As my reviews of Gone Home and Firewatch make clear, I am favorably disposed towards exploration games (sometimes described as “walking simulators) where the player explores a story-rich world with relatively few action or puzzle elements.
Tacoma is the second game by the makers of Gone Home, Fullbright Games from Portland, Oregon. In Gone Home, the main character (a woman named Katie) returned to an empty home and tried to find out why her family wan’t there to meet her. In Tacoma, the main character (a woman named Amy) visits an empty space station and tries to find out what happened to its crew.
But where the world of Gone Home was littered with notes and other papers for the player to sort through, Tacoma tells its story through the experiences of the crew, which Amy can review through recovered Augmented Reality recordings. The ghostly figures of the crew can be observed in conversation, taking a smoke break, or playing AR games.
In the lounge of the space station, watching an AR recording of the station’s medical officer talking to its AI. (Credit: Fullbright Games. Fair use.)
Ostensibly, Amy’s job is to recover the valuable “wetware” that powers the ship’s Artificial Intelligence, but in the process, we are learning more and more about the events that caused Tacoma to drift through space without its crew. It quickly becomes clear that an accident happened on Tacoma, but we still don’t know the fate of the crew, and whether there is a deeper mystery to uncover.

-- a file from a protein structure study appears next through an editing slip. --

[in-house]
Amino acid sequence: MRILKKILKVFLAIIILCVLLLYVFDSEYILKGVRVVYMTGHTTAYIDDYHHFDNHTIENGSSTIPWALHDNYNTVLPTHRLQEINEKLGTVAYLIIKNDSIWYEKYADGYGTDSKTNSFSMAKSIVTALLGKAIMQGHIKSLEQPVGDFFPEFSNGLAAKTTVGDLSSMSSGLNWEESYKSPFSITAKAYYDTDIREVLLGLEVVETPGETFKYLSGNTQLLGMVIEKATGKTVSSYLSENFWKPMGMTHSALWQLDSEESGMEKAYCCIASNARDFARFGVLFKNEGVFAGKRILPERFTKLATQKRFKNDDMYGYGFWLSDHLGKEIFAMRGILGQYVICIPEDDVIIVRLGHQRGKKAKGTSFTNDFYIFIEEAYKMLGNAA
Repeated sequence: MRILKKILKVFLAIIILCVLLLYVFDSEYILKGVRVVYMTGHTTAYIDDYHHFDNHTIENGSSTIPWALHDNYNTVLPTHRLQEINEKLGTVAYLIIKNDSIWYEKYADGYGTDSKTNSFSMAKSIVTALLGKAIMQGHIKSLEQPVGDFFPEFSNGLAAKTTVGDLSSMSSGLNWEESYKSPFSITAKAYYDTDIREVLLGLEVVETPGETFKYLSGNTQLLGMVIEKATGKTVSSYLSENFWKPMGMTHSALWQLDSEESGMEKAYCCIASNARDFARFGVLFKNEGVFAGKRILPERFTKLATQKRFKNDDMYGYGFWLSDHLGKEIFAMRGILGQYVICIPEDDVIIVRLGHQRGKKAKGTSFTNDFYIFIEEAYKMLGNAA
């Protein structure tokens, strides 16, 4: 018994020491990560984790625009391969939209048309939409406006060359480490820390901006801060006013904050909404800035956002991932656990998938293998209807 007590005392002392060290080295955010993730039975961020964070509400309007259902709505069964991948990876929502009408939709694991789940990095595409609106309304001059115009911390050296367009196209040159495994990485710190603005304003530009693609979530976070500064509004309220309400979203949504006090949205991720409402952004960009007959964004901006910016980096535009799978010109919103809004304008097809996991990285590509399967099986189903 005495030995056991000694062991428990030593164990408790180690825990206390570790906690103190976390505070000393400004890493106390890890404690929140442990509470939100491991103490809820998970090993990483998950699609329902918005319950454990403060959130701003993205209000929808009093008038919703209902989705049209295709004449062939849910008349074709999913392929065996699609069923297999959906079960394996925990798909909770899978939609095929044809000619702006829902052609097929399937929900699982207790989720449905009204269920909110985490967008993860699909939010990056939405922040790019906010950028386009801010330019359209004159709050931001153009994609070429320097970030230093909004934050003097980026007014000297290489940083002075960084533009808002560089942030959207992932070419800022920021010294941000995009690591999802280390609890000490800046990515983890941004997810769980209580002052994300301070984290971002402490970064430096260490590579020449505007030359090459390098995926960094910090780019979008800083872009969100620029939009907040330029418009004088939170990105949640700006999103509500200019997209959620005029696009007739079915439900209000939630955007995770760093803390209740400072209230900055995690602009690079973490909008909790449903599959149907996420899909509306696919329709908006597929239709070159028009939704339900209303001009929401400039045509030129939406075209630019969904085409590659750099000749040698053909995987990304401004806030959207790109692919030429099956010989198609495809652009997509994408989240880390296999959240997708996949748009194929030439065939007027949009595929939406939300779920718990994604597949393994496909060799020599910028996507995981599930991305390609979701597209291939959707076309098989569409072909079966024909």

In addition to AR recordings, Amy can access some of the crew members’ most intimate personal files—calls and instant messages, emails, private notes. Much of this does not add to the main story, but paints a more complete picture of each crew member’s motivations and emotional connections.
There are no real puzzles, but there are countless objects you can interact with, from books you can pick up to a zero-g basketball game you can play. These details serve no purpose other than to create a richer world for the player to explore.
There’s also a fair bit of world-building to center the story of Tacoma in a future where humans and AI must learn to co-exist, and a small number of corporations is fighting for control of people’s lives. This world is intelligently constructed, and whether or not you find it plausible, it’s internally consistent.
In spite of all this, you’ll likely finish the game in 2-3 hours—double that if you add another playthrough for more exploration or to access the commentary track.
In short, Tacoma is an atmospheric game that lets you feel like you’re on a space station, without having to deal with demons or aliens. As a story, I found it less compelling than Gone Home, in spite of the clever storytelling mechanics. It’s hard to become invested in any of the characters, and the clues we get about their backstories provide very little narrative payoff.
Nevertheless, I enjoyed the time I spent on Tacoma. I wouldn’t recommend paying full price for it, but it regularly drops to $5-$7.50, at which it offers good value.